Stage one of the ambitious, 13 kilometre, Te Whau Coastal Walkway was opened during October, creating an important milestone in the development of an everincreasing network of walking and cycle paths spreading across the whole of Auckland and beyond.
Stage one is 1.6km of 3km walking and cycling paths which have been laid in several sections across three parks, on the banks of the Whau River.
When complete, the path will stretch from the mouth of the Whau near the Te Atatu Boating Club, to Olympic Park in New Lynn. There it will connect with other shared paths reaching out to the Green Bay coast in one direction and to Waterview in the other.
The completed sections have been built across Kelston’s Archibald, Ken Maunder and McLean Parks and Olympic Park in New Lynn. Design, consultation, resource consenting and project management for stage one was funded by The Whau Local Board. The Whau Coastal Walkway Environmental Trust funded the construction to date with a grant from The Trusts Community Foundation. The project manager was Auckland Parks.
Future project management will be carried out by Auckland Transport.
The $30 million path will hug the banks of the Whau the whole way, opening up this “buried treasure” for walkers, cyclists, skateboarders and scooterists, children and adults alike.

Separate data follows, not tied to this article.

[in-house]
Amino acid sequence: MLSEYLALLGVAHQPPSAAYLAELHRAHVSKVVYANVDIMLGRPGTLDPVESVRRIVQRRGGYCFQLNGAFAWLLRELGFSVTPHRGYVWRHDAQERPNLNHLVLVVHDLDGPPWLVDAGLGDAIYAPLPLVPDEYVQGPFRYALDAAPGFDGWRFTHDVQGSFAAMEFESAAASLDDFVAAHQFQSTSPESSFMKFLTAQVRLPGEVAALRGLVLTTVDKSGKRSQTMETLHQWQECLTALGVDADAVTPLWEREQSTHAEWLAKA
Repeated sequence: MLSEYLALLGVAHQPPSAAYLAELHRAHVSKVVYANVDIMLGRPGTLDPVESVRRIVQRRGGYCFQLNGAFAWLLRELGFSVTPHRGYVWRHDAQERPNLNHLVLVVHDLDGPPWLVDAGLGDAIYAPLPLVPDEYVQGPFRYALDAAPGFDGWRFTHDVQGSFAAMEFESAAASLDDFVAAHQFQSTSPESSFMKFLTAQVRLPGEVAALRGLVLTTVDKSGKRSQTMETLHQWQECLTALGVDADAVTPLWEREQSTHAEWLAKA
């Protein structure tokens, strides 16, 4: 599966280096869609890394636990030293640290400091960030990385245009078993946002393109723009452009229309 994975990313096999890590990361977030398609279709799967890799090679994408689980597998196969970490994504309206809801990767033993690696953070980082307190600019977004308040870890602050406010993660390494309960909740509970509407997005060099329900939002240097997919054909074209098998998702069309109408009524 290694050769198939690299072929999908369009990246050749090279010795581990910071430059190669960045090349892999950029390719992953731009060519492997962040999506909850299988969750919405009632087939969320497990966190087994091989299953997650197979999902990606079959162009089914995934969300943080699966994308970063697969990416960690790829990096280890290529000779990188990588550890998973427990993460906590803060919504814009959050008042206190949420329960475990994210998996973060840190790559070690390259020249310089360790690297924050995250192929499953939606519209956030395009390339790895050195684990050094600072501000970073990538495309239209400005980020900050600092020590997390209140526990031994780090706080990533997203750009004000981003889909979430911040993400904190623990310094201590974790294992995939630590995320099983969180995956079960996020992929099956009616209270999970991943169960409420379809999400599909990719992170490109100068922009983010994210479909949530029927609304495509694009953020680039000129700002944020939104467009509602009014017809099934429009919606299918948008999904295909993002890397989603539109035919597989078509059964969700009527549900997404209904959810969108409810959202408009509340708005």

Indeed, so popular has it already proved that, no sooner had Deputy Mayor Penny Hulse declared it open, cyclists of all ages seemed to appear out of nowhere to try it out.
Maybe, one day, it will also encourage tourist kayaking and rowing ventures so that the public can enjoy this broad and beautiful expanse of water for pleasure and recreation.
Planning for the completed path currently calls for sections of the path to cross the water on environmentally sensitive boardwalks.
The brainchild of Councillor Ross Clow, the path is a collaborative venture between Auckland Council Parks, The Whau Local Board, Iwi, The Trusts Community Foundation, Auckland Transport, The Henderson-Massey Local Board, The Whau River Catchment Trust/Friends of the Whau, Eco Matters Environment Trust, Keep Waitakere Beautiful, Community Groups, Schools and
Local People under the leadership of The Whau Coastal Walkway Environmental Trust.
The Walkway Trust is made up of many of the collaborating groups was especially set up to lead the work, with Iris Donaghue MNZM as its chair. The path was opened at a small ceremony with Councillor Clow acting as MC, and speeches from Whau Local Board Chair Catherine Farmer, Iris Donaghue and Phil Robinson representing Cycle Action Auckland, before Deputy Mayor Hulse spoke and invited the assembled children in the audience to cut the ribbon. Formalities were opened with waiata from Kelston Boys Service Academy and a mihi by Auckland Council’s Otene Reweti of Ngati Whatua.